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Messages - preppyak

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EOS Bodies / Re: 4K Fixed Lens Camcorder Coming? [CR2]
« on: December 05, 2014, 09:18:39 PM »
Of course we're all speculating to some degree, but from reading the description given here, it sounds like it will be a relatively small sensor camera (1" or less) because it will have a fixed lens and will also possibly be announced at CES so more of a prosumer/consumer camera.  I took the statement "it will have similar ergonomics to the EOS C100" as meaning the body will look similar to the C100 along with a similar button layout and a top handle with XLRs.  I think it would be awesome if it has a sensor that's as large as the C100's and hopefully it will, but to me it sounds like it will have a similar shape to the C100 but not necessarily similar sensor.
To me the biggest giveaway is the name. XC10 sounds like its basically the in-between line of the XA series (XA10, 15, etc) and the C-line. So, maybe it'll have a slightly larger sensor (maybe 1" to the XA's 1/2.84") but a lesser zoom range. Which actually would make for a great event/interview camera for my work.

I love the XA line, so, anything they can do to improve that is a win in my book

Can someone please explain simple /me how it has more dr at higher iso?
The simple explanation is basically the same explanation for how actual film had ISOs (100, 400, 800, etc). Each was designed to have maximum performance at that base ISO. Digitally, sensors have a sort of "native" ISO where they perform best. Many stills cameras work best in the 100-200ISO range, while many cameras designed for video tend to be in the 400-2000 range as "native".

Red talks a bit about it midway into this post: http://www.red.com/learn/red-101/iso-speed-revisited

Ok, but sarcasm aside - from shooting with ML's dual_iso I have a vague idea how much dynamic range daylight high-contrast shots have. I'd say with 15-16 stops you should be really covered for most natural scenes, 14 is fine for most purposes unless the sun is in the frame. So what's 21ev for?
Flexibility. I can always add contrast and crush the ends of my levels to turn it back into 15-16 stops, but its much harder to turn 15 stops into 21. Could be especially useful if, for shutter speed reasons, you need to under or over-expose signficantly. I dont mind clipping highlights if I wasnt gonna use the top 3 stops anyway, if that's what I need to shoot at the right shutter angle.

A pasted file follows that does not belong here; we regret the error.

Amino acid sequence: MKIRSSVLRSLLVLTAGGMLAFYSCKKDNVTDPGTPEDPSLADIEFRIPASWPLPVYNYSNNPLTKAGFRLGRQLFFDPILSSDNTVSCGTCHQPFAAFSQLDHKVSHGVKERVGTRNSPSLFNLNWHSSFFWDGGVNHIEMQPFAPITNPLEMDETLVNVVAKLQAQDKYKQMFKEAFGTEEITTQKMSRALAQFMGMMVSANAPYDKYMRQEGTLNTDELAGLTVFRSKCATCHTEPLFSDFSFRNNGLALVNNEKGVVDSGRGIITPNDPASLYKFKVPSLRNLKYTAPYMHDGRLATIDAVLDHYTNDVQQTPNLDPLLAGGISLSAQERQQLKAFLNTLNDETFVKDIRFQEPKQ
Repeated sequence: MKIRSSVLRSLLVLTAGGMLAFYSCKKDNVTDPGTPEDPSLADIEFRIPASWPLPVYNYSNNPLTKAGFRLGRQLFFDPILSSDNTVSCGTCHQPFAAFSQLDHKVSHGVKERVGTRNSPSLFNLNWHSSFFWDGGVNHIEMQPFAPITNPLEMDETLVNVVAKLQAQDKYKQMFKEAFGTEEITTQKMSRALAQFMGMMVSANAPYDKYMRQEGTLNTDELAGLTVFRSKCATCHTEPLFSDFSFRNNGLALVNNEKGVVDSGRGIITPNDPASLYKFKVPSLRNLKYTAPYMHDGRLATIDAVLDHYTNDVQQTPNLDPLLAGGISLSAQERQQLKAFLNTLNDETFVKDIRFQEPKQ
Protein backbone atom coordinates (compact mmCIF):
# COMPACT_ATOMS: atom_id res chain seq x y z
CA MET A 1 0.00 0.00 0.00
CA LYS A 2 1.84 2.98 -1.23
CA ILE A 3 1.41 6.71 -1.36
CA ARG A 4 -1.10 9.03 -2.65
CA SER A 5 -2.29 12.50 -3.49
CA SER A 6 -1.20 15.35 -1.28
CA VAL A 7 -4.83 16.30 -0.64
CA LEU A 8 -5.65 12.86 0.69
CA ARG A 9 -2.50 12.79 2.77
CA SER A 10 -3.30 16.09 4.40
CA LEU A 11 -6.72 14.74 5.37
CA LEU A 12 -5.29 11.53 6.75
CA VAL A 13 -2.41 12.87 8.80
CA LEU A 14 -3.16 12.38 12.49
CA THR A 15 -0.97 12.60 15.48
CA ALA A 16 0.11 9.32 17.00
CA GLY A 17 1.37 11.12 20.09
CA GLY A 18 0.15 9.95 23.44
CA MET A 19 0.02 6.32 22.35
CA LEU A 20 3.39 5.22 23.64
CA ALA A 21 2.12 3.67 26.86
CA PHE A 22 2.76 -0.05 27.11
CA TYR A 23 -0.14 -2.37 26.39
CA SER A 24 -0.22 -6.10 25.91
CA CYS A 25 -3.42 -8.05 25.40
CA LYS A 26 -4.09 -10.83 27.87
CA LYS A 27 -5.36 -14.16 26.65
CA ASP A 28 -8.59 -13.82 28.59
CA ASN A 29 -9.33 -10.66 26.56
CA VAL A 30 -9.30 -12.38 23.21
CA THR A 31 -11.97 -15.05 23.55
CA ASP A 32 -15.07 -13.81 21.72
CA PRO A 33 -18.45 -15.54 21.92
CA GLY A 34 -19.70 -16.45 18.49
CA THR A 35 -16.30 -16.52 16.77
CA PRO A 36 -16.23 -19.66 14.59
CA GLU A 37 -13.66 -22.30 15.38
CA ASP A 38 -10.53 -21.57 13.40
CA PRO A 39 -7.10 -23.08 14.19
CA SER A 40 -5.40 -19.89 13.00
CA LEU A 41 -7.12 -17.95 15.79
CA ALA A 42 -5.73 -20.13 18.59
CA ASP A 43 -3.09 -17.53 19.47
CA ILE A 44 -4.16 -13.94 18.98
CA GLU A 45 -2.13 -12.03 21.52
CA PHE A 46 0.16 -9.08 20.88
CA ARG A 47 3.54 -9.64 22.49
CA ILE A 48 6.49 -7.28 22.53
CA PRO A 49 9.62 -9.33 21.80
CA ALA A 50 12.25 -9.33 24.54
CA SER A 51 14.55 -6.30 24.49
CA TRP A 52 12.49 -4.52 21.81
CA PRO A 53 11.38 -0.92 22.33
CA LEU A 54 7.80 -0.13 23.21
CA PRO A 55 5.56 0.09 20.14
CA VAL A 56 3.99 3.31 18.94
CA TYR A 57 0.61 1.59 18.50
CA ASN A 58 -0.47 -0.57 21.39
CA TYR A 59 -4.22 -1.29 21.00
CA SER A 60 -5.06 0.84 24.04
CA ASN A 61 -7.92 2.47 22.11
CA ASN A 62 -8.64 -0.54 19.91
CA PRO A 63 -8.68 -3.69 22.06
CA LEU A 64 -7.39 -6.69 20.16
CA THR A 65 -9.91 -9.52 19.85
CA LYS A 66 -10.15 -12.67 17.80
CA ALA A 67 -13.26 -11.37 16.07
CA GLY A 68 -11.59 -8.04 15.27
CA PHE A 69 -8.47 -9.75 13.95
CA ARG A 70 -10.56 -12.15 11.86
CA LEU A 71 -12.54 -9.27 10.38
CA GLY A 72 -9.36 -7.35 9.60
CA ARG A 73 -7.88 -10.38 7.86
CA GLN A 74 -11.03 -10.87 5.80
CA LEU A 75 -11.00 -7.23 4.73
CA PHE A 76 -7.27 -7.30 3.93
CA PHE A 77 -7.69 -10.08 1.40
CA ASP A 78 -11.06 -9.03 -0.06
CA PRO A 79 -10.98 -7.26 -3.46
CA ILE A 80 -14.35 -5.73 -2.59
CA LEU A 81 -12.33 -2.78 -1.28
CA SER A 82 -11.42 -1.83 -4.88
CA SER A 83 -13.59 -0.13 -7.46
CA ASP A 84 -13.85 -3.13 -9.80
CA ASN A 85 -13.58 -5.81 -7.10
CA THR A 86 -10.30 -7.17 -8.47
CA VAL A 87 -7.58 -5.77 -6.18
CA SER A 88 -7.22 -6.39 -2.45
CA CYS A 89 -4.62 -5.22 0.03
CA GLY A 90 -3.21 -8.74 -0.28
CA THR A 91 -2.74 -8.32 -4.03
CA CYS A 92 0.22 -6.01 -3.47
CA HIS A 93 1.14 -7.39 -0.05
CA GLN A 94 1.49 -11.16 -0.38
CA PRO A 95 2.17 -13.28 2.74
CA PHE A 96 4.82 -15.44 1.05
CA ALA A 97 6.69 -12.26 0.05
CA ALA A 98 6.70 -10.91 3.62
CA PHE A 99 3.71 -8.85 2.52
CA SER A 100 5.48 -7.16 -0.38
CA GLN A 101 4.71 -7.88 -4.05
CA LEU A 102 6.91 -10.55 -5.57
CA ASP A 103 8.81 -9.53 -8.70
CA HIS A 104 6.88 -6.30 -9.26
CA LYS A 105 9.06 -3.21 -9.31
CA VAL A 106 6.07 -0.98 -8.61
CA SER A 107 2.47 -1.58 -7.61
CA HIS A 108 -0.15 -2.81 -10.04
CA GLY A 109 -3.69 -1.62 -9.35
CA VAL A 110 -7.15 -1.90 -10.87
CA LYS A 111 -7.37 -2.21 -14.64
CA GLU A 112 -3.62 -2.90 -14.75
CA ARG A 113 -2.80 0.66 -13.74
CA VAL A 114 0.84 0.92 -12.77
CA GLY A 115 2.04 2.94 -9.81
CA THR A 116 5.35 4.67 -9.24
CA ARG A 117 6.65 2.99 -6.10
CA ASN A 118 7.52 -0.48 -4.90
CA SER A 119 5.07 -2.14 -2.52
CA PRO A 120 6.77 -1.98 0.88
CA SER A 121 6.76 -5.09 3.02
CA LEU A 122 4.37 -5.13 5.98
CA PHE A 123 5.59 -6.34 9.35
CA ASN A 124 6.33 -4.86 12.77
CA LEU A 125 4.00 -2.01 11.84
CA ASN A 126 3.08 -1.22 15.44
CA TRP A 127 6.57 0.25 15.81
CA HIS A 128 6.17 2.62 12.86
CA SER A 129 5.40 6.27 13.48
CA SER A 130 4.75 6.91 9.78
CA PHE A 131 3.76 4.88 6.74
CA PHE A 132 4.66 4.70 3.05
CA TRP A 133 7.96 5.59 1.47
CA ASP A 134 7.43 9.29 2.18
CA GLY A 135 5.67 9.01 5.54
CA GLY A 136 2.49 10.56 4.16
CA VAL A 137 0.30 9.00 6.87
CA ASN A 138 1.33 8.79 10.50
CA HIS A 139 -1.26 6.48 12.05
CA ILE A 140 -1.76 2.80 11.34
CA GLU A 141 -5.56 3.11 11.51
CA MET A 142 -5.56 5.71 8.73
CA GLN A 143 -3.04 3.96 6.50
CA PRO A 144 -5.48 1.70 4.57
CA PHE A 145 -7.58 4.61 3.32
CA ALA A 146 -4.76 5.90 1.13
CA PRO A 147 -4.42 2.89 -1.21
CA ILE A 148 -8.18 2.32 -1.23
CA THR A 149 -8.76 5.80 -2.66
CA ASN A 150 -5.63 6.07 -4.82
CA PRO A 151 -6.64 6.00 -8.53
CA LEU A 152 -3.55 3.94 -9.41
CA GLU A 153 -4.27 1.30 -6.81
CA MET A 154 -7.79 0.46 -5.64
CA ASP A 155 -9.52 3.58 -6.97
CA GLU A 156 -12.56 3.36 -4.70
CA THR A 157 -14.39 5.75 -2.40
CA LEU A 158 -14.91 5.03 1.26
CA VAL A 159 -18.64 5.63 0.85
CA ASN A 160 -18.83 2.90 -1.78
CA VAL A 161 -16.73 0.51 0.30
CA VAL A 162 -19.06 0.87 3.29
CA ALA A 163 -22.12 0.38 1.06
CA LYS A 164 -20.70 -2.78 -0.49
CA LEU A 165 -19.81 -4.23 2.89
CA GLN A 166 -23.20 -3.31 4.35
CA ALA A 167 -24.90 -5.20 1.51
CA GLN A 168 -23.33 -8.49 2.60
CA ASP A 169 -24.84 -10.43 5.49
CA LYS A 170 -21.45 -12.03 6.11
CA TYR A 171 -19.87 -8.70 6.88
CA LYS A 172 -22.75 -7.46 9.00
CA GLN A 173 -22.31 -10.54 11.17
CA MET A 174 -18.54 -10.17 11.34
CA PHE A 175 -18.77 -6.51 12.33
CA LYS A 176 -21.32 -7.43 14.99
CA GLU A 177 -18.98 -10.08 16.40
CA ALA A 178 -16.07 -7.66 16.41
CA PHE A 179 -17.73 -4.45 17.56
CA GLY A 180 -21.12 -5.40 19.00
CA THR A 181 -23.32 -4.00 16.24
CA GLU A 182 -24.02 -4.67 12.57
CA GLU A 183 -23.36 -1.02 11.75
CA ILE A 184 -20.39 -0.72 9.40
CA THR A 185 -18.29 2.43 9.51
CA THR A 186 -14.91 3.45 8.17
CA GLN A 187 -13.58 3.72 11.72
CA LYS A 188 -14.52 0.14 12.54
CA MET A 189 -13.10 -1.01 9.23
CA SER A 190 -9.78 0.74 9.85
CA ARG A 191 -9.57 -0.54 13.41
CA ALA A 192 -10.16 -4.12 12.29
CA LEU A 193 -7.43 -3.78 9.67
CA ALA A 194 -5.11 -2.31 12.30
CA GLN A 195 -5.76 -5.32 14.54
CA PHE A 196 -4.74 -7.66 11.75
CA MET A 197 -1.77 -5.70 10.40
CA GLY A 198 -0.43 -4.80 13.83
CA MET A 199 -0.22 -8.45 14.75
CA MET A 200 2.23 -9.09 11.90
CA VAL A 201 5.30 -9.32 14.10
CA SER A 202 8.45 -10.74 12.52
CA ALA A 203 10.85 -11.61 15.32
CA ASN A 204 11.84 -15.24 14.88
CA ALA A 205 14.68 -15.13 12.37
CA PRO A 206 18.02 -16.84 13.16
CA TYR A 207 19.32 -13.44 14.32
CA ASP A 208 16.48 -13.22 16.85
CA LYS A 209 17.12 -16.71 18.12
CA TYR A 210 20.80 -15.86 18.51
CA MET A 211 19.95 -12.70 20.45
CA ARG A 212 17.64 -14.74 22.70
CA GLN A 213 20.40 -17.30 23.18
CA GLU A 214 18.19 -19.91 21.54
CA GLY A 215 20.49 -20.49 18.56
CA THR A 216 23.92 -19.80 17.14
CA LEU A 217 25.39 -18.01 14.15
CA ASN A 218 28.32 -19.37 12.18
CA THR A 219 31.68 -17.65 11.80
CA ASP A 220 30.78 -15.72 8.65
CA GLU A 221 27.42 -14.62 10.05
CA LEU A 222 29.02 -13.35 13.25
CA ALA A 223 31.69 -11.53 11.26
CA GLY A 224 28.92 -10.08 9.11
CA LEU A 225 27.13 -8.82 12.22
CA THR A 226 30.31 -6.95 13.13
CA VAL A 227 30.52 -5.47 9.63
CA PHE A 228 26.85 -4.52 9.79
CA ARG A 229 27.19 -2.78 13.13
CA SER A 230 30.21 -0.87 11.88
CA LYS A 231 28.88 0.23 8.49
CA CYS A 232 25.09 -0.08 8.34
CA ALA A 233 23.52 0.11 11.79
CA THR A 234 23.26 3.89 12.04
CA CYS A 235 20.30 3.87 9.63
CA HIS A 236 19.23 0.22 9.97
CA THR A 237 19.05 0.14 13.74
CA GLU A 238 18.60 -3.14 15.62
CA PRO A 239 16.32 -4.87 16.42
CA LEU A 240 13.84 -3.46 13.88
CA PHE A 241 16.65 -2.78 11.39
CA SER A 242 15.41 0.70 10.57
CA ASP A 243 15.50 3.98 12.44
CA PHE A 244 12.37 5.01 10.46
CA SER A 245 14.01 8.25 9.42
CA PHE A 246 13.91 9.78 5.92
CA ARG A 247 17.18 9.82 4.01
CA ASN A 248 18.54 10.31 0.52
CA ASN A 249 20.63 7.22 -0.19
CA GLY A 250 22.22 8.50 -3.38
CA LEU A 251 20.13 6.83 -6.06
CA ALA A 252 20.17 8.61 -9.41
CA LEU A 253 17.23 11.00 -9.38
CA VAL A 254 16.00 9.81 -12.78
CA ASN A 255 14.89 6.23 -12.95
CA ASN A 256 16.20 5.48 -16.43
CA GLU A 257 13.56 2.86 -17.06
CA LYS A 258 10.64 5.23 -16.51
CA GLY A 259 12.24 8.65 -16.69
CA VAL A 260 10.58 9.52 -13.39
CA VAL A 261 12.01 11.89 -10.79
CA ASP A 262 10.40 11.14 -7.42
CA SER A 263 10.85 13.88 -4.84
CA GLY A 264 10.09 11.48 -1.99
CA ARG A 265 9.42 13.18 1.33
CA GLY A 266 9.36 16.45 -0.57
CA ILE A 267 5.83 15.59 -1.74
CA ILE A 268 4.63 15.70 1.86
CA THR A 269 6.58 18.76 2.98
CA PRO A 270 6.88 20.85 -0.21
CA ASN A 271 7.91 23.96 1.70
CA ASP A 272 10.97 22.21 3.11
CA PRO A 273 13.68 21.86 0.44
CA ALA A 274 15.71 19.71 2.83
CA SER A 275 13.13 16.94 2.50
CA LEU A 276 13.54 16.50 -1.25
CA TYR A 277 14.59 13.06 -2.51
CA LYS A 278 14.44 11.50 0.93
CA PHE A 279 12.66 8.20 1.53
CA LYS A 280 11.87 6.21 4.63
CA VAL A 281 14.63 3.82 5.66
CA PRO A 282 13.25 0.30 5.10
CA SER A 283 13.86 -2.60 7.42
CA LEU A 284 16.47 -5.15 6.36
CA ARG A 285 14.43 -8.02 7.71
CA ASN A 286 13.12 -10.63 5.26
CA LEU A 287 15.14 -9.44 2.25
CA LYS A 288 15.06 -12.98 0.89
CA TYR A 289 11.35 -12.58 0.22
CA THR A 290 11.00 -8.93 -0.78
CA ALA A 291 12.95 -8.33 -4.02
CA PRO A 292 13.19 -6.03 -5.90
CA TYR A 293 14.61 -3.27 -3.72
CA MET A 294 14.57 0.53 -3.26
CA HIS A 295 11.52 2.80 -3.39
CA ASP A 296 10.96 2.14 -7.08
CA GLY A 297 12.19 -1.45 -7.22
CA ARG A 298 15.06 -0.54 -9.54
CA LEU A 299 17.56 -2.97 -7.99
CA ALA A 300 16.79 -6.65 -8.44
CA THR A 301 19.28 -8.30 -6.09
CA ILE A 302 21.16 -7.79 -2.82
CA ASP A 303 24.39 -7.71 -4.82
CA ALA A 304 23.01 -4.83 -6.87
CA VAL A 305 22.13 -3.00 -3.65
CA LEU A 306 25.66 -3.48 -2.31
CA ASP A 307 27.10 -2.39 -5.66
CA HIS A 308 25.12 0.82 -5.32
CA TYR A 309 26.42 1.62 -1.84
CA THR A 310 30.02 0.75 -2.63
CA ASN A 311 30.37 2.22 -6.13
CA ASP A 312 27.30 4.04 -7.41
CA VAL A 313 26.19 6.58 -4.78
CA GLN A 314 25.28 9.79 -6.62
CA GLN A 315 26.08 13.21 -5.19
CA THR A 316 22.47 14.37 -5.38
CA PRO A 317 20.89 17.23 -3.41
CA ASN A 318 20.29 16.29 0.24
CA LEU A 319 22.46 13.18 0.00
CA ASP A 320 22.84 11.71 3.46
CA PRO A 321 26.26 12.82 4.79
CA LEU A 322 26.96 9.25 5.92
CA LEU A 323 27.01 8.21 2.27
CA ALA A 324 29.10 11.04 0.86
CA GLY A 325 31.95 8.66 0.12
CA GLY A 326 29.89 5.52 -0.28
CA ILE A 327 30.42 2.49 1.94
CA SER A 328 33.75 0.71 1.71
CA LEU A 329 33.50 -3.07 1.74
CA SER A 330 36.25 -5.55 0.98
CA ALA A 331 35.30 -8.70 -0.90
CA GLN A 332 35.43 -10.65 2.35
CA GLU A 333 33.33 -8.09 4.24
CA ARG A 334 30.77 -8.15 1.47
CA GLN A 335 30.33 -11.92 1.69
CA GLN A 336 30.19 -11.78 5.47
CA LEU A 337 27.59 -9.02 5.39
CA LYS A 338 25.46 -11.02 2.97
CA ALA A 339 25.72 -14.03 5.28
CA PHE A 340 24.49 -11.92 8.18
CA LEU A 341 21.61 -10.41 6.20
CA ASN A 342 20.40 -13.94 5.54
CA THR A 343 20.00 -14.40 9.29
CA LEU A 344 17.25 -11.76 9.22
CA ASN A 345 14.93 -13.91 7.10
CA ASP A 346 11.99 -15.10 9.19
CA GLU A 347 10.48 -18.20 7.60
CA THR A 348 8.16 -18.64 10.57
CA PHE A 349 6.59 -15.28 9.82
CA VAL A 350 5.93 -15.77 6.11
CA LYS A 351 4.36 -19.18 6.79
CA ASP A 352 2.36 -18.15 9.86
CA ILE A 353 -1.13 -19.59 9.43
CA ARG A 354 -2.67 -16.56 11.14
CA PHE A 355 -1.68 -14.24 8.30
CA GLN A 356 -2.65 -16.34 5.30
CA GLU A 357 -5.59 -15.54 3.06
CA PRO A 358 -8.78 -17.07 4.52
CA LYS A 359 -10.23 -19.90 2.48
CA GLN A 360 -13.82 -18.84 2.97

It's mostly a question of "why not?". Do I really need to be able to shoot cleanly at ISO6400? No, but, I might be able to save a lot of money on my production using an A7s cause I need less light.

edit: Other thing that occurred to me...it could, combo'd with the Movi system, etc...completely change moving from indoor to outdoor for filming. If leaving a bright outdoor scene and moving indoors I change 7EV, with a 21 stop sensor, I might not even have to pull exposure as I change between those scenes. I can just adjust my color grade in post.

Of course, as Red Dragon showed, "21 stops" is never actually 21 stops...it'll be 17 or 18, which will be about perfect.

Lenses / Re: Landscape Lens for Crop To Make Me Go Wow!
« on: November 26, 2014, 12:17:35 AM »
Tokina 11-16 is the way I'd go. Sharp lens that gives you a decent range for wide-angle. And its the only lens that works at f/2.8, which if you ever decide to get into night photography, is the difference between getting useable shots and not (the 10-18 starts a full stop slower, and even the 2/3 stop of the 10-22 makes a difference).

My sense is that the 10-22, 10-18, Tokina 11-16 are all about equal in sharpness in standard landscape apertures (f/5.6-f/11). But, only the Tokina can do f/2.8.

Sigma 18-35 would also be a nice lens, but, I think you'll find going from 18mm to 10-11mm opens up your repertoire more than going from 18mm f/3.5 to 18mm f/1.8 does.

Lenses / Re: 60d lense options ?
« on: November 23, 2014, 02:11:33 PM »
I have a 50mm 1.8 is all... Im getting into on camera/ Off camera flash and strobist work. I shoot mostly portraits and do majority video
And my budget will be 600 USD

So, if you're doing portrait work and video, then you are probably going to want to aim for primes. Going the 15-85, 18-135, etc dont really make sense unless you were doing travel photography.

There are basically two ways to go

1. Go all primes. So, maybe the new ef-s 24mm lens as well as the 85mm f/1.8 (or 100mm f/2). That would cover most general portrait work, and if you needed wider than 24mm, then something as simple as the 18-55 kit lens may do it.